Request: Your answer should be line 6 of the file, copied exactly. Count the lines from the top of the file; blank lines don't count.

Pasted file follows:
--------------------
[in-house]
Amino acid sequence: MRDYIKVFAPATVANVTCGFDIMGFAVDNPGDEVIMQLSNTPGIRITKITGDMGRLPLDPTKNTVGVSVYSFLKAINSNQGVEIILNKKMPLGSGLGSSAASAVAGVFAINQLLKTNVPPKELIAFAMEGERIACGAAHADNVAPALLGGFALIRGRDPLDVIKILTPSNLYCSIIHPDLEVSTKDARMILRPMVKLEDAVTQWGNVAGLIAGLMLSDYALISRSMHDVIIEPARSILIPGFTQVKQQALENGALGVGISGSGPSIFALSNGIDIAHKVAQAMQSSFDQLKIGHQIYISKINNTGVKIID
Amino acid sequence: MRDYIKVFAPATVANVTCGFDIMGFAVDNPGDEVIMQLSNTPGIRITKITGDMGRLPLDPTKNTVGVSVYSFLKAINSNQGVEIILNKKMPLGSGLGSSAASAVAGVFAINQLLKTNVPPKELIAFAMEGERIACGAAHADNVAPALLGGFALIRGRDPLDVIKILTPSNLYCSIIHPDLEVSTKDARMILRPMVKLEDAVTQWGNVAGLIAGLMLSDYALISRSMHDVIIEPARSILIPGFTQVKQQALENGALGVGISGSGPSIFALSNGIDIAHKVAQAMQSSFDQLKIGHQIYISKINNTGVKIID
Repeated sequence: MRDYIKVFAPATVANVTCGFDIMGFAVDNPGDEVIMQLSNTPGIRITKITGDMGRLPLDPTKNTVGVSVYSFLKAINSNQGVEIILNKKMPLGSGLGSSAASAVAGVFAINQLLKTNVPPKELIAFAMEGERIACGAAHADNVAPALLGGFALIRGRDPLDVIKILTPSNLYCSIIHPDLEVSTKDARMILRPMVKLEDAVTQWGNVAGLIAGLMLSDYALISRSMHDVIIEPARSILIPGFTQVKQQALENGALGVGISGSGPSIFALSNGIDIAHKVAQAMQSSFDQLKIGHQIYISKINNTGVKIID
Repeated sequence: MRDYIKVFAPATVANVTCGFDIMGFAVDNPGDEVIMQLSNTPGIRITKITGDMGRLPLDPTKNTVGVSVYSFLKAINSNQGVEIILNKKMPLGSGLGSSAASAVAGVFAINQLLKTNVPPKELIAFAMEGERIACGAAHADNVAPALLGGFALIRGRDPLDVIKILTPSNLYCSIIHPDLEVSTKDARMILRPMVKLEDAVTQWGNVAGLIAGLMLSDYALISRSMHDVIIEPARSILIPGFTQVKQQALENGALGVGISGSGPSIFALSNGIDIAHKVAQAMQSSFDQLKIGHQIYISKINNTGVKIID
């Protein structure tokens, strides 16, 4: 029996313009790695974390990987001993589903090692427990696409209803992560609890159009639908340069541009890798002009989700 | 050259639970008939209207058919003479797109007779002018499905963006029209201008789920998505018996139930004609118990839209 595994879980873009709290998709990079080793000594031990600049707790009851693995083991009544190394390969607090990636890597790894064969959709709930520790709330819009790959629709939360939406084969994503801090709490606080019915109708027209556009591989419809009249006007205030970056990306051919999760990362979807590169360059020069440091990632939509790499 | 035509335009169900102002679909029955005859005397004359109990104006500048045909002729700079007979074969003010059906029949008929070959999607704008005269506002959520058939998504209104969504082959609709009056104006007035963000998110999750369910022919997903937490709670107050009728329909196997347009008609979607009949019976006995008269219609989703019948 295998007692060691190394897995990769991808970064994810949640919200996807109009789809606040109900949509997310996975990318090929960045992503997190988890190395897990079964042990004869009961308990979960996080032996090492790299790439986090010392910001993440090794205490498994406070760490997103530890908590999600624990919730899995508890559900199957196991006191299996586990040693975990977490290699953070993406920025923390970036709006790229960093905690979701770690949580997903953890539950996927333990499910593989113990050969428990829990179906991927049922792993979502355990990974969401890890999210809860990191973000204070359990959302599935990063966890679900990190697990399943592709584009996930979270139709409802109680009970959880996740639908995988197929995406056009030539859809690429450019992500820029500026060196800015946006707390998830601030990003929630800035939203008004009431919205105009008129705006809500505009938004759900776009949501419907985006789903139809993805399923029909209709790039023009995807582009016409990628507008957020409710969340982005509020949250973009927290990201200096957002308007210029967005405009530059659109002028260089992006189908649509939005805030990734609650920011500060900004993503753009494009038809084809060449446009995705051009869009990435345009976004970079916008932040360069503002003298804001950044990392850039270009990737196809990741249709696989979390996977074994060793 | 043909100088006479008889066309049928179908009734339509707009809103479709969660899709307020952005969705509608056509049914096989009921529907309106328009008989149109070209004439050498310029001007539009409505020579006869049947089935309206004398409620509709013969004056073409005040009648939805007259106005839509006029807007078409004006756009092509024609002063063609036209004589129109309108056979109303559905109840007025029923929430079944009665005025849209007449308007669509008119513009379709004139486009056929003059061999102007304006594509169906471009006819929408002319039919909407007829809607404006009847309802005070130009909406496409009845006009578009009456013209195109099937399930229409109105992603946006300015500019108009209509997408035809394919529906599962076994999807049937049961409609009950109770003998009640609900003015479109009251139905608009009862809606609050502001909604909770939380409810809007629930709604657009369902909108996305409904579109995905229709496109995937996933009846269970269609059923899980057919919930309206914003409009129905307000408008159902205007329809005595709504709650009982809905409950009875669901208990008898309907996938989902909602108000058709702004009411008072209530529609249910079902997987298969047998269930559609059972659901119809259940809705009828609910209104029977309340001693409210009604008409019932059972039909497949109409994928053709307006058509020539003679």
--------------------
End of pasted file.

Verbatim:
């Protein structure tokens, strides 16, 4: 029996313009790695974390990987001993589903090692427990696409209803992560609890159009639908340069541009890798002009989700 | 050259639970008939209207058919003479797109007779002018499905963006029209201008789920998505018996139930004609118990839209 595994879980873009709290998709990079080793000594031990600049707790009851693995083991009544190394390969607090990636890597790894064969959709709930520790709330819009790959629709939360939406084969994503801090709490606080019915109708027209556009591989419809009249006007205030970056990306051919999760990362979807590169360059020069440091990632939509790499 | 035509335009169900102002679909029955005859005397004359109990104006500048045909002729700079007979074969003010059906029949008929070959999607704008005269506002959520058939998504209104969504082959609709009056104006007035963000998110999750369910022919997903937490709670107050009728329909196997347009008609979607009949019976006995008269219609989703019948 295998007692060691190394897995990769991808970064994810949640919200996807109009789809606040109900949509997310996975990318090929960045992503997190988890190395897990079964042990004869009961308990979960996080032996090492790299790439986090010392910001993440090794205490498994406070760490997103530890908590999600624990919730899995508890559900199957196991006191299996586990040693975990977490290699953070993406920025923390970036709006790229960093905690979701770690949580997903953890539950996927333990499910593989113990050969428990829990179906991927049922792993979502355990990974969401890890999210809860990191973000204070359990959302599935990063966890679900990190697990399943592709584009996930979270139709409802109680009970959880996740639908995988197929995406056009030539859809690429450019992500820029500026060196800015946006707390998830601030990003929630800035939203008004009431919205105009008129705006809500505009938004759900776009949501419907985006789903139809993805399923029909209709790039023009995807582009016409990628507008957020409710969340982005509020949250973009927290990201200096957002308007210029967005405009530059659109002028260089992006189908649509939005805030990734609650920011500060900004993503753009494009038809084809060449446009995705051009869009990435345009976004970079916008932040360069503002003298804001950044990392850039270009990737196809990741249709696989979390996977074994060793 | 043909100088006479008889066309049928179908009734339509707009809103479709969660899709307020952005969705509608056509049914096989009921529907309106328009008989149109070209004439050498310029001007539009409505020579006869049947089935309206004398409620509709013969004056073409005040009648939805007259106005839509006029807007078409004006756009092509024609002063063609036209004589129109309108056979109303559905109840007025029923929430079944009665005025849209007449308007669509008119513009379709004139486009056929003059061999102007304006594509169906471009006819929408002319039919909407007829809607404006009847309802005070130009909406496409009845006009578009009456013209195109099937399930229409109105992603946006300015500019108009209509997408035809394919529906599962076994999807049937049961409609009950109770003998009640609900003015479109009251139905608009009862809606609050502001909604909770939380409810809007629930709604657009369902909108996305409904579109995905229709496109995937996933009846269970269609059923899980057919919930309206914003409009129905307000408008159902205007329809005595709504709650009982809905409950009875669901208990008898309907996938989902909602108000058709702004009411008072209530529609249910079902997987298969047998269930559609059972659901119809259940809705009828609910209104029977309340001693409210009604008409019932059972039909497949109409994928053709307006058509020539003679």